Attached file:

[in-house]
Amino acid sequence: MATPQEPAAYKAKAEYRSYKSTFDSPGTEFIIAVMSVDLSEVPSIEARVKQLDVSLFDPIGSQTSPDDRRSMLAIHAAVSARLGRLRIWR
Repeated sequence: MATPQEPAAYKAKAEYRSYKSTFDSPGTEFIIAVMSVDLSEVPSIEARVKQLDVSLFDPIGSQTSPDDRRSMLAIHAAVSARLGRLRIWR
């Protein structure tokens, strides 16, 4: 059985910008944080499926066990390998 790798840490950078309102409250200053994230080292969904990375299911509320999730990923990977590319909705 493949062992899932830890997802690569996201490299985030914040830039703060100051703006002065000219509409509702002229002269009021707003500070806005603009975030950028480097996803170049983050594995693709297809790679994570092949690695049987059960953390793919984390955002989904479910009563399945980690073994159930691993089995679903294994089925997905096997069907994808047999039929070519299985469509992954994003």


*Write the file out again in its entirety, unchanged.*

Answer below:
[in-house]
Amino acid sequence: MATPQEPAAYKAKAEYRSYKSTFDSPGTEFIIAVMSVDLSEVPSIEARVKQLDVSLFDPIGSQTSPDDRRSMLAIHAAVSARLGRLRIWR
Repeated sequence: MATPQEPAAYKAKAEYRSYKSTFDSPGTEFIIAVMSVDLSEVPSIEARVKQLDVSLFDPIGSQTSPDDRRSMLAIHAAVSARLGRLRIWR
């Protein structure tokens, strides 16, 4: 059985910008944080499926066990390998 790798840490950078309102409250200053994230080292969904990375299911509320999730990923990977590319909705 493949062992899932830890997802690569996201490299985030914040830039703060100051703006002065000219509409509702002229002269009021707003500070806005603009975030950028480097996803170049983050594995693709297809790679994570092949690695049987059960953390793919984390955002989904479910009563399945980690073994159930691993089995679903294994089925997905096997069907994808047999039929070519299985469509992954994003």